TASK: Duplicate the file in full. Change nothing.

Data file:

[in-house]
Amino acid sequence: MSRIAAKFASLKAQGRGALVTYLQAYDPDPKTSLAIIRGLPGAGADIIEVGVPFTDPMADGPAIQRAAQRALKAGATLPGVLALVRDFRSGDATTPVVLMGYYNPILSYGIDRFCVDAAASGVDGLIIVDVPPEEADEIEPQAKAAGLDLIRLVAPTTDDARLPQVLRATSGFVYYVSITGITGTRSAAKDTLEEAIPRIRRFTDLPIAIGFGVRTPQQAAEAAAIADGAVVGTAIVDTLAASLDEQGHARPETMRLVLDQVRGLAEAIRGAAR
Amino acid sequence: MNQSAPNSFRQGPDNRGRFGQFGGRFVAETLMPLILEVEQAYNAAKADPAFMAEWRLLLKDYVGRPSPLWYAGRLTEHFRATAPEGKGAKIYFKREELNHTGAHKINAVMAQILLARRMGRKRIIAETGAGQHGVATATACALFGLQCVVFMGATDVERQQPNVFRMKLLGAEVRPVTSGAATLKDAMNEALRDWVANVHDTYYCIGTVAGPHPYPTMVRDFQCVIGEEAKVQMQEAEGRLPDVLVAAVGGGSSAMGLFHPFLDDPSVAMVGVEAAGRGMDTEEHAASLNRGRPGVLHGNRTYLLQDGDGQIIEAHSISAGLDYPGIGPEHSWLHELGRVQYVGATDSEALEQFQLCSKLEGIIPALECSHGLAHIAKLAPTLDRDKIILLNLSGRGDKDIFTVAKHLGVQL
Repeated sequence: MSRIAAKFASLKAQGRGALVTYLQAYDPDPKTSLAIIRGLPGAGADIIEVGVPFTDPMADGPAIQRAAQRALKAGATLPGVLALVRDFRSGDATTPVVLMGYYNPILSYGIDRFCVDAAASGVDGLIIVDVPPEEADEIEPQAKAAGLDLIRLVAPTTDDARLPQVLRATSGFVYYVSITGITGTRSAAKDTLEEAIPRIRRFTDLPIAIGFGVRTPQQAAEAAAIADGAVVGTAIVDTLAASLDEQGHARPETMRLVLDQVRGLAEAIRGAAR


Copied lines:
[in-house]
Amino acid sequence: MSRIAAKFASLKAQGRGALVTYLQAYDPDPKTSLAIIRGLPGAGADIIEVGVPFTDPMADGPAIQRAAQRALKAGATLPGVLALVRDFRSGDATTPVVLMGYYNPILSYGIDRFCVDAAASGVDGLIIVDVPPEEADEIEPQAKAAGLDLIRLVAPTTDDARLPQVLRATSGFVYYVSITGITGTRSAAKDTLEEAIPRIRRFTDLPIAIGFGVRTPQQAAEAAAIADGAVVGTAIVDTLAASLDEQGHARPETMRLVLDQVRGLAEAIRGAAR
Amino acid sequence: MNQSAPNSFRQGPDNRGRFGQFGGRFVAETLMPLILEVEQAYNAAKADPAFMAEWRLLLKDYVGRPSPLWYAGRLTEHFRATAPEGKGAKIYFKREELNHTGAHKINAVMAQILLARRMGRKRIIAETGAGQHGVATATACALFGLQCVVFMGATDVERQQPNVFRMKLLGAEVRPVTSGAATLKDAMNEALRDWVANVHDTYYCIGTVAGPHPYPTMVRDFQCVIGEEAKVQMQEAEGRLPDVLVAAVGGGSSAMGLFHPFLDDPSVAMVGVEAAGRGMDTEEHAASLNRGRPGVLHGNRTYLLQDGDGQIIEAHSISAGLDYPGIGPEHSWLHELGRVQYVGATDSEALEQFQLCSKLEGIIPALECSHGLAHIAKLAPTLDRDKIILLNLSGRGDKDIFTVAKHLGVQL
Repeated sequence: MSRIAAKFASLKAQGRGALVTYLQAYDPDPKTSLAIIRGLPGAGADIIEVGVPFTDPMADGPAIQRAAQRALKAGATLPGVLALVRDFRSGDATTPVVLMGYYNPILSYGIDRFCVDAAASGVDGLIIVDVPPEEADEIEPQAKAAGLDLIRLVAPTTDDARLPQVLRATSGFVYYVSITGITGTRSAAKDTLEEAIPRIRRFTDLPIAIGFGVRTPQQAAEAAAIADGAVVGTAIVDTLAASLDEQGHARPETMRLVLDQVRGLAEAIRGAAR